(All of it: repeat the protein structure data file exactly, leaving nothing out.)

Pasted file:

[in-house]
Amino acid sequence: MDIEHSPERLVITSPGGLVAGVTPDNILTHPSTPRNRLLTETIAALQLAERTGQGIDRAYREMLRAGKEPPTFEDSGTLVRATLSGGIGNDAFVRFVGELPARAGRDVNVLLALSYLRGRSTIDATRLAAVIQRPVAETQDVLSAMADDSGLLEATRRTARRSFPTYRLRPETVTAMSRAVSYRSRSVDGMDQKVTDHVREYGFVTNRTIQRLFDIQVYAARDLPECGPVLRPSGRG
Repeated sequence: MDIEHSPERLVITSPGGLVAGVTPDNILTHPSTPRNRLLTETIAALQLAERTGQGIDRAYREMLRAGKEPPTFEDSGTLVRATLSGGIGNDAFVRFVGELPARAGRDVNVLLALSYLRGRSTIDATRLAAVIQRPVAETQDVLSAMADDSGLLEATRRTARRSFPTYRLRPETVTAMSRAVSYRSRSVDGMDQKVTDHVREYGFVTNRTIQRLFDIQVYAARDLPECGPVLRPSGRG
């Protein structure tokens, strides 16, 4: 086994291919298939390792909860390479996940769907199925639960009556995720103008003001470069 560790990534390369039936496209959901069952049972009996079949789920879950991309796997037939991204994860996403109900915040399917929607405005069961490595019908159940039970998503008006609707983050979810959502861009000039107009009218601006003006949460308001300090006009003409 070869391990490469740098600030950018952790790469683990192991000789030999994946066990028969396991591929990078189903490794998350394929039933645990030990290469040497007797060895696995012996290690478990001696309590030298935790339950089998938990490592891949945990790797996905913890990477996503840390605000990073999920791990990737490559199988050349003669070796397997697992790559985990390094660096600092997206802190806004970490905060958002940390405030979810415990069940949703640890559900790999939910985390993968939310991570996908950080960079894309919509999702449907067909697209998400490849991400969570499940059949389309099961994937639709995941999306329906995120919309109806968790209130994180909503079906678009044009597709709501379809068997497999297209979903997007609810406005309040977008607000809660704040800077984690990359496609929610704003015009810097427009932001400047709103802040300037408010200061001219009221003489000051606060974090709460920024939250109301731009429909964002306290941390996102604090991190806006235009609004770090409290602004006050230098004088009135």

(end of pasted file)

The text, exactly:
[in-house]
Amino acid sequence: MDIEHSPERLVITSPGGLVAGVTPDNILTHPSTPRNRLLTETIAALQLAERTGQGIDRAYREMLRAGKEPPTFEDSGTLVRATLSGGIGNDAFVRFVGELPARAGRDVNVLLALSYLRGRSTIDATRLAAVIQRPVAETQDVLSAMADDSGLLEATRRTARRSFPTYRLRPETVTAMSRAVSYRSRSVDGMDQKVTDHVREYGFVTNRTIQRLFDIQVYAARDLPECGPVLRPSGRG
Repeated sequence: MDIEHSPERLVITSPGGLVAGVTPDNILTHPSTPRNRLLTETIAALQLAERTGQGIDRAYREMLRAGKEPPTFEDSGTLVRATLSGGIGNDAFVRFVGELPARAGRDVNVLLALSYLRGRSTIDATRLAAVIQRPVAETQDVLSAMADDSGLLEATRRTARRSFPTYRLRPETVTAMSRAVSYRSRSVDGMDQKVTDHVREYGFVTNRTIQRLFDIQVYAARDLPECGPVLRPSGRG
């Protein structure tokens, strides 16, 4: 086994291919298939390792909860390479996940769907199925639960009556995720103008003001470069 560790990534390369039936496209959901069952049972009996079949789920879950991309796997037939991204994860996403109900915040399917929607405005069961490595019908159940039970998503008006609707983050979810959502861009000039107009009218601006003006949460308001300090006009003409 070869391990490469740098600030950018952790790469683990192991000789030999994946066990028969396991591929990078189903490794998350394929039933645990030990290469040497007797060895696995012996290690478990001696309590030298935790339950089998938990490592891949945990790797996905913890990477996503840390605000990073999920791990990737490559199988050349003669070796397997697992790559985990390094660096600092997206802190806004970490905060958002940390405030979810415990069940949703640890559900790999939910985390993968939310991570996908950080960079894309919509999702449907067909697209998400490849991400969570499940059949389309099961994937639709995941999306329906995120919309109806968790209130994180909503079906678009044009597709709501379809068997497999297209979903997007609810406005309040977008607000809660704040800077984690990359496609929610704003015009810097427009932001400047709103802040300037408010200061001219009221003489000051606060974090709460920024939250109301731009429909964002306290941390996102604090991190806006235009609004770090409290602004006050230098004088009135």